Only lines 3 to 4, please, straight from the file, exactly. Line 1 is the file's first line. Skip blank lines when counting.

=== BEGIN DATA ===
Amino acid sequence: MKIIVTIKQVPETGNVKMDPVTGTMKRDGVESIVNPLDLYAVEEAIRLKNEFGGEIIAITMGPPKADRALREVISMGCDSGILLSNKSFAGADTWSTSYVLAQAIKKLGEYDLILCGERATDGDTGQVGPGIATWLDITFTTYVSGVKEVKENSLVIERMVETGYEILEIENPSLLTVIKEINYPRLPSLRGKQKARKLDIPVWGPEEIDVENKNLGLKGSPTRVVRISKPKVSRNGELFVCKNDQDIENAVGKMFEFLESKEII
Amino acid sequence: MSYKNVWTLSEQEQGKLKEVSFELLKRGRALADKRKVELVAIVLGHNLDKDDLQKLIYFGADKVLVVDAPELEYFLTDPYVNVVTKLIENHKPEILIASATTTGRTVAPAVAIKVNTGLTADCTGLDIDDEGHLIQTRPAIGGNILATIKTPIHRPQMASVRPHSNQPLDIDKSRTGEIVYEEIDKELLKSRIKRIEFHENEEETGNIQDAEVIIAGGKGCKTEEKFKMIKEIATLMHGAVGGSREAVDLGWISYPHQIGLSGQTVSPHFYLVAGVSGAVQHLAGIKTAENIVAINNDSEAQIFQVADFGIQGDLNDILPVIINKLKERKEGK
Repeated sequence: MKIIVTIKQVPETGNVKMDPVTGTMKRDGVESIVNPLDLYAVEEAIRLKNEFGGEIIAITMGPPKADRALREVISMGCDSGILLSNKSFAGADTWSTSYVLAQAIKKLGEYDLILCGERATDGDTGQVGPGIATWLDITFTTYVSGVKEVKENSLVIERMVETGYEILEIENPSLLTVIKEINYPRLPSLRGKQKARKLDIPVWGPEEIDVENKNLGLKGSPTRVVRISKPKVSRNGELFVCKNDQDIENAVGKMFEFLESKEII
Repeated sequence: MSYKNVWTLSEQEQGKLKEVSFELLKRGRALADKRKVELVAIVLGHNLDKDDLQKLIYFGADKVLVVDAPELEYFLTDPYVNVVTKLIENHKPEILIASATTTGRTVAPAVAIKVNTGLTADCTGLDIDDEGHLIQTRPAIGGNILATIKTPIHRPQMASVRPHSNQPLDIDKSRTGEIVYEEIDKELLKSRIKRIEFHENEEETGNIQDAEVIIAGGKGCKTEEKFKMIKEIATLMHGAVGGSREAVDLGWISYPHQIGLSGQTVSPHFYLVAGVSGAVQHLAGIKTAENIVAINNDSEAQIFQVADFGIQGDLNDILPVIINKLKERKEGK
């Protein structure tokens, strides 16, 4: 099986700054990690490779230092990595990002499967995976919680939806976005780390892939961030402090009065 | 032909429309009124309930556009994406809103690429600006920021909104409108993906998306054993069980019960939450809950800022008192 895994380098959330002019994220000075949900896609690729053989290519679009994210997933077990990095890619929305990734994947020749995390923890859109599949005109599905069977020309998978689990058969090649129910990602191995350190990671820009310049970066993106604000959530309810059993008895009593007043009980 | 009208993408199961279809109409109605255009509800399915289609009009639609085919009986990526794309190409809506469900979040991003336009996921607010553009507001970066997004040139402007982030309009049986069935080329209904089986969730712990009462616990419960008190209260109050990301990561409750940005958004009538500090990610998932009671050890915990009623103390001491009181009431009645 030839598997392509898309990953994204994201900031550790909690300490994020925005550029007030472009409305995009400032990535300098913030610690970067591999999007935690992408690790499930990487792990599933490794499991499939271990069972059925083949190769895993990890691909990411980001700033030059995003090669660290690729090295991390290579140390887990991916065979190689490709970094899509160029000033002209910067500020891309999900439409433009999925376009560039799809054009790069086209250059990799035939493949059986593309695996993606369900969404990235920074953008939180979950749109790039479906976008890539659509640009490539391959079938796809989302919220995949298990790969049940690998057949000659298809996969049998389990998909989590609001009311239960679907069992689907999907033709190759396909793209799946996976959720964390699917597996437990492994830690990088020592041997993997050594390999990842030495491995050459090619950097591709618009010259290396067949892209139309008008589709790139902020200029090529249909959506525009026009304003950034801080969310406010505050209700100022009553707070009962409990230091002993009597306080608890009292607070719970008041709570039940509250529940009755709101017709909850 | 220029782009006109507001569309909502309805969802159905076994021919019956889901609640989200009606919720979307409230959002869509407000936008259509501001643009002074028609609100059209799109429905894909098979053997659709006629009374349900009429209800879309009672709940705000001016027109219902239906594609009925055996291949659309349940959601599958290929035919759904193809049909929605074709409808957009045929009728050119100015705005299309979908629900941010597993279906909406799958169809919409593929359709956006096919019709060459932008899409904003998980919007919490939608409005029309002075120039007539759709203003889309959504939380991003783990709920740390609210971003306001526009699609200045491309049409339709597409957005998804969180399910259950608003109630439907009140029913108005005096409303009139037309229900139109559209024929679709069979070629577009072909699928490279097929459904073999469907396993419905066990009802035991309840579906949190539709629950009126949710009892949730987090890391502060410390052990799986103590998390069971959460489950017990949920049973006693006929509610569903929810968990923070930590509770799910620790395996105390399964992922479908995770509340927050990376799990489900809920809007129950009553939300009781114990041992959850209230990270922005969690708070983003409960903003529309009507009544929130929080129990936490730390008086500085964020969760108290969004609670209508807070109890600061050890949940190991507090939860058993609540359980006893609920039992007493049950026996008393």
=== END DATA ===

Repeated sequence: MKIIVTIKQVPETGNVKMDPVTGTMKRDGVESIVNPLDLYAVEEAIRLKNEFGGEIIAITMGPPKADRALREVISMGCDSGILLSNKSFAGADTWSTSYVLAQAIKKLGEYDLILCGERATDGDTGQVGPGIATWLDITFTTYVSGVKEVKENSLVIERMVETGYEILEIENPSLLTVIKEINYPRLPSLRGKQKARKLDIPVWGPEEIDVENKNLGLKGSPTRVVRISKPKVSRNGELFVCKNDQDIENAVGKMFEFLESKEII
Repeated sequence: MSYKNVWTLSEQEQGKLKEVSFELLKRGRALADKRKVELVAIVLGHNLDKDDLQKLIYFGADKVLVVDAPELEYFLTDPYVNVVTKLIENHKPEILIASATTTGRTVAPAVAIKVNTGLTADCTGLDIDDEGHLIQTRPAIGGNILATIKTPIHRPQMASVRPHSNQPLDIDKSRTGEIVYEEIDKELLKSRIKRIEFHENEEETGNIQDAEVIIAGGKGCKTEEKFKMIKEIATLMHGAVGGSREAVDLGWISYPHQIGLSGQTVSPHFYLVAGVSGAVQHLAGIKTAENIVAINNDSEAQIFQVADFGIQGDLNDILPVIINKLKERKEGK